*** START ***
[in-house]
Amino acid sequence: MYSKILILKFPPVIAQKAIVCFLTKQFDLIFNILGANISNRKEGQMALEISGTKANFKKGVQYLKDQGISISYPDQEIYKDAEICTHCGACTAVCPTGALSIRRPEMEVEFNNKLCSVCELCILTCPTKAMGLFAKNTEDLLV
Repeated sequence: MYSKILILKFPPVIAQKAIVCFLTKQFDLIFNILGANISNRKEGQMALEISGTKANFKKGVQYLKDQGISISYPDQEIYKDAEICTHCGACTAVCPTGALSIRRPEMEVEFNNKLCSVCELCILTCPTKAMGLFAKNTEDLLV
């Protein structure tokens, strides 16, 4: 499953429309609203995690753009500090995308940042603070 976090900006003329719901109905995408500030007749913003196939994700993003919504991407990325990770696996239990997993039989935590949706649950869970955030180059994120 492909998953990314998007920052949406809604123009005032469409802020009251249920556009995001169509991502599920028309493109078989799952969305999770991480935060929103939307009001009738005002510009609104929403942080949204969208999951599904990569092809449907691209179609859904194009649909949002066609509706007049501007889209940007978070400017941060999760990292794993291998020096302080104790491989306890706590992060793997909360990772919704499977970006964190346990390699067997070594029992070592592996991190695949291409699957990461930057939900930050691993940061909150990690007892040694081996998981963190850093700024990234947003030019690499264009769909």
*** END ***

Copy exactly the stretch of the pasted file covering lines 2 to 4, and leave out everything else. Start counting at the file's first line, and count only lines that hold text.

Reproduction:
Amino acid sequence: MYSKILILKFPPVIAQKAIVCFLTKQFDLIFNILGANISNRKEGQMALEISGTKANFKKGVQYLKDQGISISYPDQEIYKDAEICTHCGACTAVCPTGALSIRRPEMEVEFNNKLCSVCELCILTCPTKAMGLFAKNTEDLLV
Repeated sequence: MYSKILILKFPPVIAQKAIVCFLTKQFDLIFNILGANISNRKEGQMALEISGTKANFKKGVQYLKDQGISISYPDQEIYKDAEICTHCGACTAVCPTGALSIRRPEMEVEFNNKLCSVCELCILTCPTKAMGLFAKNTEDLLV
């Protein structure tokens, strides 16, 4: 499953429309609203995690753009500090995308940042603070 976090900006003329719901109905995408500030007749913003196939994700993003919504991407990325990770696996239990997993039989935590949706649950869970955030180059994120 492909998953990314998007920052949406809604123009005032469409802020009251249920556009995001169509991502599920028309493109078989799952969305999770991480935060929103939307009001009738005002510009609104929403942080949204969208999951599904990569092809449907691209179609859904194009649909949002066609509706007049501007889209940007978070400017941060999760990292794993291998020096302080104790491989306890706590992060793997909360990772919704499977970006964190346990390699067997070594029992070592592996991190695949291409699957990461930057939900930050691993940061909150990690007892040694081996998981963190850093700024990234947003030019690499264009769909």